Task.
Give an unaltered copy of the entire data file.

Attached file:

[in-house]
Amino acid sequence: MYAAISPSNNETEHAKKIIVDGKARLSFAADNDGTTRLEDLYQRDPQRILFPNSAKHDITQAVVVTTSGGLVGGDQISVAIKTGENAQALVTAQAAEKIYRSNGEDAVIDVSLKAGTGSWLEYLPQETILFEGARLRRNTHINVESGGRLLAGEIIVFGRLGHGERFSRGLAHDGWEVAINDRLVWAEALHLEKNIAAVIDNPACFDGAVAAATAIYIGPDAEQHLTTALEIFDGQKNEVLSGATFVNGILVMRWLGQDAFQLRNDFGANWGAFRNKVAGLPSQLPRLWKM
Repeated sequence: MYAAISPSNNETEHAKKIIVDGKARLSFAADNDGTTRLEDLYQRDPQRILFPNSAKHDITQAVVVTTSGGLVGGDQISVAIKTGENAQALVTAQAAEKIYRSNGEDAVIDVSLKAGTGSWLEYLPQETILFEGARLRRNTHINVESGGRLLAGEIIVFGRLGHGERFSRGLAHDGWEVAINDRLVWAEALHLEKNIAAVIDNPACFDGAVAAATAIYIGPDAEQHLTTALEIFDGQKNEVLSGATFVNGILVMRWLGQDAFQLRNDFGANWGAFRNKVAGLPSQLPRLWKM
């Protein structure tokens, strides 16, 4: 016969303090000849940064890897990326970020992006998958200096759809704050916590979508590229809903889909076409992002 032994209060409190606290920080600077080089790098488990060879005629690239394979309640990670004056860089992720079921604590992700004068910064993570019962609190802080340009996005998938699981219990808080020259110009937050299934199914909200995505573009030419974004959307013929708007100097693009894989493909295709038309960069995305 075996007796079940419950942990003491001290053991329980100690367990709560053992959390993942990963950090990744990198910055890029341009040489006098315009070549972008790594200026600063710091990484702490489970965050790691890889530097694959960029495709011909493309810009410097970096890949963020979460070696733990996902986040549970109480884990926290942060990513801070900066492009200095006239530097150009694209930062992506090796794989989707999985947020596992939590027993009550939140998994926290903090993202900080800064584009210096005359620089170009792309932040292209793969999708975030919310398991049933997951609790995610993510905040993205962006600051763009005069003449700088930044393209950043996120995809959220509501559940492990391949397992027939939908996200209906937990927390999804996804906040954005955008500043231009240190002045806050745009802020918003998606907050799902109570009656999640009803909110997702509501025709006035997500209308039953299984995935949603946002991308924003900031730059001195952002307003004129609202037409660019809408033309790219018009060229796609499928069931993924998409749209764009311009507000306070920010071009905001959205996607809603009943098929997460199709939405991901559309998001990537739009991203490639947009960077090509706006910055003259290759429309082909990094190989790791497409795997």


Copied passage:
[in-house]
Amino acid sequence: MYAAISPSNNETEHAKKIIVDGKARLSFAADNDGTTRLEDLYQRDPQRILFPNSAKHDITQAVVVTTSGGLVGGDQISVAIKTGENAQALVTAQAAEKIYRSNGEDAVIDVSLKAGTGSWLEYLPQETILFEGARLRRNTHINVESGGRLLAGEIIVFGRLGHGERFSRGLAHDGWEVAINDRLVWAEALHLEKNIAAVIDNPACFDGAVAAATAIYIGPDAEQHLTTALEIFDGQKNEVLSGATFVNGILVMRWLGQDAFQLRNDFGANWGAFRNKVAGLPSQLPRLWKM
Repeated sequence: MYAAISPSNNETEHAKKIIVDGKARLSFAADNDGTTRLEDLYQRDPQRILFPNSAKHDITQAVVVTTSGGLVGGDQISVAIKTGENAQALVTAQAAEKIYRSNGEDAVIDVSLKAGTGSWLEYLPQETILFEGARLRRNTHINVESGGRLLAGEIIVFGRLGHGERFSRGLAHDGWEVAINDRLVWAEALHLEKNIAAVIDNPACFDGAVAAATAIYIGPDAEQHLTTALEIFDGQKNEVLSGATFVNGILVMRWLGQDAFQLRNDFGANWGAFRNKVAGLPSQLPRLWKM
């Protein structure tokens, strides 16, 4: 016969303090000849940064890897990326970020992006998958200096759809704050916590979508590229809903889909076409992002 032994209060409190606290920080600077080089790098488990060879005629690239394979309640990670004056860089992720079921604590992700004068910064993570019962609190802080340009996005998938699981219990808080020259110009937050299934199914909200995505573009030419974004959307013929708007100097693009894989493909295709038309960069995305 075996007796079940419950942990003491001290053991329980100690367990709560053992959390993942990963950090990744990198910055890029341009040489006098315009070549972008790594200026600063710091990484702490489970965050790691890889530097694959960029495709011909493309810009410097970096890949963020979460070696733990996902986040549970109480884990926290942060990513801070900066492009200095006239530097150009694209930062992506090796794989989707999985947020596992939590027993009550939140998994926290903090993202900080800064584009210096005359620089170009792309932040292209793969999708975030919310398991049933997951609790995610993510905040993205962006600051763009005069003449700088930044393209950043996120995809959220509501559940492990391949397992027939939908996200209906937990927390999804996804906040954005955008500043231009240190002045806050745009802020918003998606907050799902109570009656999640009803909110997702509501025709006035997500209308039953299984995935949603946002991308924003900031730059001195952002307003004129609202037409660019809408033309790219018009060229796609499928069931993924998409749209764009311009507000306070920010071009905001959205996607809603009943098929997460199709939405991901559309998001990537739009991203490639947009960077090509706006910055003259290759429309082909990094190989790791497409795997």